The failure of a Blue Origin rocket during an uncrewed launch this month led members of Congress to call for more transparency into the FAA’s investigation into the accident.
One of Blue Origin’s New Shepard rockets was destroyed in a launch failure on Sept. 12 while carrying an uncrewed capsule on science flight NS-23 from the company’s West Texas spaceport. The abort system separated the capsule from the doomed booster as intended, allowing it to parachute back to Earth. Blue Origin has not released any details about the cause of the crash, nor has the Federal Aviation Administration (FAA), which is investigating the crash.
On September 15, the leaders of the US Congressional Science Subcommittee on Space and Aeronautics released a letter. (will open in a new tab) urging the FAA to be more transparent as Blue Origin also uses its New Shepard rockets to launch passengers on suborbital travel.
Related: Blue Origin’s New Shepard failure is a reminder that spaceflight is hard
“We are pleased that there were no people on board the New Shepard 23 (NS-23) mission and that the abort system worked as intended. Just over a month ago, however, the New Shepard spacecraft carried out Blue Origin’s sixth commercial suborbital spaceflight. in just over a year,” said the letter, written by subcommittee chair Don Beyer (D-VA) and senior member Brian Babin (R-TX). (will open in a new tab). “On another day with another mission, the anomaly of this vehicle could have endangered human lives.”
During the September 12 launch, Blue Origin’s reusable New Shepard lifted off at 10:27 AM EST (1427 GMT) to carry 36 science payloads, including 18 NASA-funded payloads, to and from suborbital space. But something went wrong 1 minute and 5 seconds into the flight as the rocket approached 30,000 feet (9,000 meters). An anomaly on the New Shepard rocket triggered the emergency stop system, ejecting the payload capsule from the launch vehicle before it was destroyed.
“During today’s flight, the capsule rescue system successfully separated the capsule from the launch vehicle. The launch vehicle collided with the ground. There are no reports of injuries, all personnel are registered, ”Blue Origin wrote in a Twitter update. (will open in a new tab) after failure. Since then, few, if any, details have been made public.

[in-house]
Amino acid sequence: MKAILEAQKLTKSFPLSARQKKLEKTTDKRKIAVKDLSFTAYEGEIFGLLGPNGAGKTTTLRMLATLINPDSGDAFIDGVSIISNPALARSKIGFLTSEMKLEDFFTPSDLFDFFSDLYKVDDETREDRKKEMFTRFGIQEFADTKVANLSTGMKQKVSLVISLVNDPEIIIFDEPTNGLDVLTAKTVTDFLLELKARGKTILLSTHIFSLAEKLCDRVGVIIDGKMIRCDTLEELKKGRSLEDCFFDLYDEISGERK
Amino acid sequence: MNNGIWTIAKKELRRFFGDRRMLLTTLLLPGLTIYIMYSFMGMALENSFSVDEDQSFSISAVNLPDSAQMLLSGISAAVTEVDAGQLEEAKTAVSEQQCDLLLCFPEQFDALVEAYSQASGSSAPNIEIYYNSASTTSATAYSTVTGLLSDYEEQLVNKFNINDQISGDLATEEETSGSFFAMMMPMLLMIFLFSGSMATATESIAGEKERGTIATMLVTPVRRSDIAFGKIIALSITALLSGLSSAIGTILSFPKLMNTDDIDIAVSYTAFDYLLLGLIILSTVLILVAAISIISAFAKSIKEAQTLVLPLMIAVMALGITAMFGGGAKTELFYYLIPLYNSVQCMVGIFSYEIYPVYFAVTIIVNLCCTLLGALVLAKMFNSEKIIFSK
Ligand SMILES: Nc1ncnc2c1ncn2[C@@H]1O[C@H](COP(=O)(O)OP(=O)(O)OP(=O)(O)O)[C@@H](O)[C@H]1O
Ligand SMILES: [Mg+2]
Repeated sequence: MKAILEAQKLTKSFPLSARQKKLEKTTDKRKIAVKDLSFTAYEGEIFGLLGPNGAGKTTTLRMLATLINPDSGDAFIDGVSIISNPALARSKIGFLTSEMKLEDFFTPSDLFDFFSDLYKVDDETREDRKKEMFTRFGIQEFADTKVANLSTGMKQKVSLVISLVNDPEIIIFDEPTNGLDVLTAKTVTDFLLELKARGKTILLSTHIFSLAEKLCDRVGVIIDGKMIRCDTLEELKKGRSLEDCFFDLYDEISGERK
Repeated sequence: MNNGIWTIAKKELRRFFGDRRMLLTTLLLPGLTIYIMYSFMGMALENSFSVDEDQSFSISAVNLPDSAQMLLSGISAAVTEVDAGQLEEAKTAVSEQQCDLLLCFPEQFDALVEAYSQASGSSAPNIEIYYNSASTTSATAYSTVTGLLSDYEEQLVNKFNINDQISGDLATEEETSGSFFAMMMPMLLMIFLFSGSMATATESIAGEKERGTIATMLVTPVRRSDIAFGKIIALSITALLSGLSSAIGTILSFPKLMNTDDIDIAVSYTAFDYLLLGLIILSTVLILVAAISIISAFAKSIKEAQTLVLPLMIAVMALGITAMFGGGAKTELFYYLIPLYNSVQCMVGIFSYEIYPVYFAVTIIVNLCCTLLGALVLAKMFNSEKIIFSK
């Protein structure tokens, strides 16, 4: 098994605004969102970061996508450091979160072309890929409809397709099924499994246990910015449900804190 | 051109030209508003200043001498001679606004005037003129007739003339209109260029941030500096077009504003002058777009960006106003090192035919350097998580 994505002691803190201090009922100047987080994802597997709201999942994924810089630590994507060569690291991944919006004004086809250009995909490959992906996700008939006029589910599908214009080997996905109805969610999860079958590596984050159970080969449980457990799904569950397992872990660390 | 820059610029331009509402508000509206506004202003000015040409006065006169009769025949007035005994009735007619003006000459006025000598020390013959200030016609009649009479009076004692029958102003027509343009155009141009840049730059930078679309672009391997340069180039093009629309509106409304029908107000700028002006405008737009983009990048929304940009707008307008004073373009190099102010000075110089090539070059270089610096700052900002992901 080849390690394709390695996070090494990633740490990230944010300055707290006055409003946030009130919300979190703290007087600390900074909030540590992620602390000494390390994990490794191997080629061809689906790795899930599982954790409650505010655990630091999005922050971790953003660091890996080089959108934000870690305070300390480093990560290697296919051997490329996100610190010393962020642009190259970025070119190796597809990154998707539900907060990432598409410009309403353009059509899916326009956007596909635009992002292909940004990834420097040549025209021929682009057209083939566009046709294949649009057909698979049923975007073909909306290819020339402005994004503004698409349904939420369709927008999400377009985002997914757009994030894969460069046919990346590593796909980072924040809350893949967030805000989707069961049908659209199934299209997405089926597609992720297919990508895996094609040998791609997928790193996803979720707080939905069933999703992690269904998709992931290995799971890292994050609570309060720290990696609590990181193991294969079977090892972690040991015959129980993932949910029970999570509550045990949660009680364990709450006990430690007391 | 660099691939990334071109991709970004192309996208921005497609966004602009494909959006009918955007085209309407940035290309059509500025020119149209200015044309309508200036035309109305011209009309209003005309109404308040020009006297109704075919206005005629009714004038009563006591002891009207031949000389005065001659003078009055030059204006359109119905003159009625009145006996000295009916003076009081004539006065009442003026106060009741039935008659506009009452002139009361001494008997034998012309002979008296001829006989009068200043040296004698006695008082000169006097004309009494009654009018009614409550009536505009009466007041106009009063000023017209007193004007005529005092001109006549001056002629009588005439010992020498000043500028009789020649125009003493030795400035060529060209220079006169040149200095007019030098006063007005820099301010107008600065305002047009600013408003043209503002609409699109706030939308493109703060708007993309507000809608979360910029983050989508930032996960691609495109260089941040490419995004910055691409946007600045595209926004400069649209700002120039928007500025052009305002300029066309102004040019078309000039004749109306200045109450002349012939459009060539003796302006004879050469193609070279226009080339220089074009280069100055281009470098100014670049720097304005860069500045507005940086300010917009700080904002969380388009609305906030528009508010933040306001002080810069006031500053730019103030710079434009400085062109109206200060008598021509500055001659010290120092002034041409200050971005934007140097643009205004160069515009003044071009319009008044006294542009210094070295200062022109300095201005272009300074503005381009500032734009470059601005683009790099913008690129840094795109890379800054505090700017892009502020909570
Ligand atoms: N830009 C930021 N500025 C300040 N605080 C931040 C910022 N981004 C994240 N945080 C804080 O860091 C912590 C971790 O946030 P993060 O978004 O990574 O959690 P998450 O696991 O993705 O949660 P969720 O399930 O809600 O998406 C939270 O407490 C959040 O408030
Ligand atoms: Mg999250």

In their letter, Beyer and Babin said that they and other members of the subcommittee are serious about their role of overseeing commercial spaceflight.
“To this end, we are asking the Associate Administrator of the FAA Commercial Space Transportation Office to brief members of the Space and Aeronautics Subcommittee on the plans and schedule for investigating the NS-23 anomaly, the root cause of the failure. have been identified and are planning to ensure that action is taken to address the root cause or causes,” they wrote. They also called for a briefing for the subcommittee within 10 days of receiving the letter, ie 25 September.
The failed NS-23 New Shepard launch was Blue Origin’s 23rd mission and the second flight anomaly since the flight began in 2015. The first anomaly occurred in 2015 when a New Shepard booster crashed instead of landing, but its uncrewed capsule successfully reached suborbital space and returned safely.
Blue Origin has not encountered any anomalies during crewed flights. Since 2021, the company has launched six passenger flights, the last of which took place in August. four.
Email Tariq Malik at tmalik@ or follow him @tariqjmalik. Follow us @Spacedotcom, Facebook and Instagram.